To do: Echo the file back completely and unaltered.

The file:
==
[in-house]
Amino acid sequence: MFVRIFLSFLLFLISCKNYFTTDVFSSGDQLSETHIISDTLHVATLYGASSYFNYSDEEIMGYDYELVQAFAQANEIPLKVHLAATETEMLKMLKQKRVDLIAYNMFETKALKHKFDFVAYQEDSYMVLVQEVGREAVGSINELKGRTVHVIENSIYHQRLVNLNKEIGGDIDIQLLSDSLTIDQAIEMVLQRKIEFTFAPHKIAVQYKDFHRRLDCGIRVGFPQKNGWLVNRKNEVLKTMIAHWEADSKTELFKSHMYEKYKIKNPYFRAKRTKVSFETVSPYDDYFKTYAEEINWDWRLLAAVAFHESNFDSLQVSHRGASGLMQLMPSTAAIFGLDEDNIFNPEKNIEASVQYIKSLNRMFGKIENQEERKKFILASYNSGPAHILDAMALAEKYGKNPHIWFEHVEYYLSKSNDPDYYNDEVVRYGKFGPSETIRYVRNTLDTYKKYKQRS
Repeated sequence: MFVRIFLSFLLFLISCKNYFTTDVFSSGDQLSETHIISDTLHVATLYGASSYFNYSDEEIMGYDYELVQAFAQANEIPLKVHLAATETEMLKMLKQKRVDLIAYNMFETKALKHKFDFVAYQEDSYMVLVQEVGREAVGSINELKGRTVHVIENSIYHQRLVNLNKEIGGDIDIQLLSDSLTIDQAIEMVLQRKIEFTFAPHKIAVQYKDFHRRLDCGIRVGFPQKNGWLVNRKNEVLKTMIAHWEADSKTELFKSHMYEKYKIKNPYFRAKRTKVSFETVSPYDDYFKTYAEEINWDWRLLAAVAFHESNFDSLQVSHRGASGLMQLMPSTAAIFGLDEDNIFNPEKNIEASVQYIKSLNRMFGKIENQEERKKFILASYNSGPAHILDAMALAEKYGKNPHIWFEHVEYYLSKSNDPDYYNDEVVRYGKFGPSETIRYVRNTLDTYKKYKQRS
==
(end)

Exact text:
[in-house]
Amino acid sequence: MFVRIFLSFLLFLISCKNYFTTDVFSSGDQLSETHIISDTLHVATLYGASSYFNYSDEEIMGYDYELVQAFAQANEIPLKVHLAATETEMLKMLKQKRVDLIAYNMFETKALKHKFDFVAYQEDSYMVLVQEVGREAVGSINELKGRTVHVIENSIYHQRLVNLNKEIGGDIDIQLLSDSLTIDQAIEMVLQRKIEFTFAPHKIAVQYKDFHRRLDCGIRVGFPQKNGWLVNRKNEVLKTMIAHWEADSKTELFKSHMYEKYKIKNPYFRAKRTKVSFETVSPYDDYFKTYAEEINWDWRLLAAVAFHESNFDSLQVSHRGASGLMQLMPSTAAIFGLDEDNIFNPEKNIEASVQYIKSLNRMFGKIENQEERKKFILASYNSGPAHILDAMALAEKYGKNPHIWFEHVEYYLSKSNDPDYYNDEVVRYGKFGPSETIRYVRNTLDTYKKYKQRS
Repeated sequence: MFVRIFLSFLLFLISCKNYFTTDVFSSGDQLSETHIISDTLHVATLYGASSYFNYSDEEIMGYDYELVQAFAQANEIPLKVHLAATETEMLKMLKQKRVDLIAYNMFETKALKHKFDFVAYQEDSYMVLVQEVGREAVGSINELKGRTVHVIENSIYHQRLVNLNKEIGGDIDIQLLSDSLTIDQAIEMVLQRKIEFTFAPHKIAVQYKDFHRRLDCGIRVGFPQKNGWLVNRKNEVLKTMIAHWEADSKTELFKSHMYEKYKIKNPYFRAKRTKVSFETVSPYDDYFKTYAEEINWDWRLLAAVAFHESNFDSLQVSHRGASGLMQLMPSTAAIFGLDEDNIFNPEKNIEASVQYIKSLNRMFGKIENQEERKKFILASYNSGPAHILDAMALAEKYGKNPHIWFEHVEYYLSKSNDPDYYNDEVVRYGKFGPSETIRYVRNTLDTYKKYKQRS